Jar with Zigzag Panels
Egyptian, Classical, Ancient Near Eastern Art
On View: Egyptian Orientation Gallery, 3rd Floor
Writing first appeared in Egypt about 3200 B.C.E. Many scholars have long believed that writing came to Egypt from western Asia. Inscribed objects recently excavated at Abydos in Upper Egypt may predate extensive contact between Egypt and the Near East, which would mean that writing developed in both places independently. Many signs and pictures that evolved into writing initially served decorative purposes. The zigzag lines on the sides of this jar, made at least a century before writing began, later became the hieroglyph for “water.”
ca. 3500-3300 B.C.E.
Predynastic Period, Naqada II Period
6 3/8 x greatest diam. 5 5/16 in. (16.2 x 13.5 cm) (show scale)
Charles Edwin Wilbour Fund
Ovoid vase of buff pottery, with two broad sting-hole handles. Small flattened base. Short concave neck, slightly offset from shoulder. Straight, rather wide mouth. Rather broad lip, with flattened, slightly sloping upperside, bevelled and slightly rolled-back underside, sharply protruding over neck. Decorated in reddish-brown painting with six panels of nearly equal breadth, filled with horizontal “water-lines” from neck to base; handles included; on base a regular spiral; on lip dense radiating lines. Thick walls. Regular piece.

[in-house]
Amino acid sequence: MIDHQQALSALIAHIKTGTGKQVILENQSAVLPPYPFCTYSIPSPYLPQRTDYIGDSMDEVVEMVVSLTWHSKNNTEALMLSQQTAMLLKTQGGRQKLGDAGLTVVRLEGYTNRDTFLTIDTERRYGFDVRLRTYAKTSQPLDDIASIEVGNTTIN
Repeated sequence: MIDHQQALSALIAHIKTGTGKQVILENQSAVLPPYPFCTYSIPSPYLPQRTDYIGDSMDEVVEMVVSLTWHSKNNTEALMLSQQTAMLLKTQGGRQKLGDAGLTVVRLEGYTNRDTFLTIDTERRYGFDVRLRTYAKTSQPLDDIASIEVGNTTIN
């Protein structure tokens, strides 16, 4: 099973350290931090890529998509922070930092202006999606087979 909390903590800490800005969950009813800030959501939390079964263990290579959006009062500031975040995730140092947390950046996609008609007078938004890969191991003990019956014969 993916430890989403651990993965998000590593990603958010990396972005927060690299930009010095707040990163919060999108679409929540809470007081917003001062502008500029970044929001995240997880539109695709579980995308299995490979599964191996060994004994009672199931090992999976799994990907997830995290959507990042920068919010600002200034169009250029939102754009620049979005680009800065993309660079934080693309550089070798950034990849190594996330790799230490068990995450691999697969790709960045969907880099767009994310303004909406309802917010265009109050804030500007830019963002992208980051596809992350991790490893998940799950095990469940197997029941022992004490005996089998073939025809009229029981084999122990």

Condition: Lip corroded. On one side, badly corroded below neck. For the rest, good. Very slightly efflorescence.
Jar with Zigzag Panels, ca. 3500-3300 B.C.E. Clay, pigment, 6 3/8 x greatest diam. 5 5/16 in. (16.2 x 13.5 cm). Brooklyn Museum, Charles Edwin Wilbour Fund, 09.889.402. Creative Commons-BY (Photo: Brooklyn Museum, CUR.09.889.402_NegA_print_bw.jpg)
. Brooklyn Museum photograph, 2013
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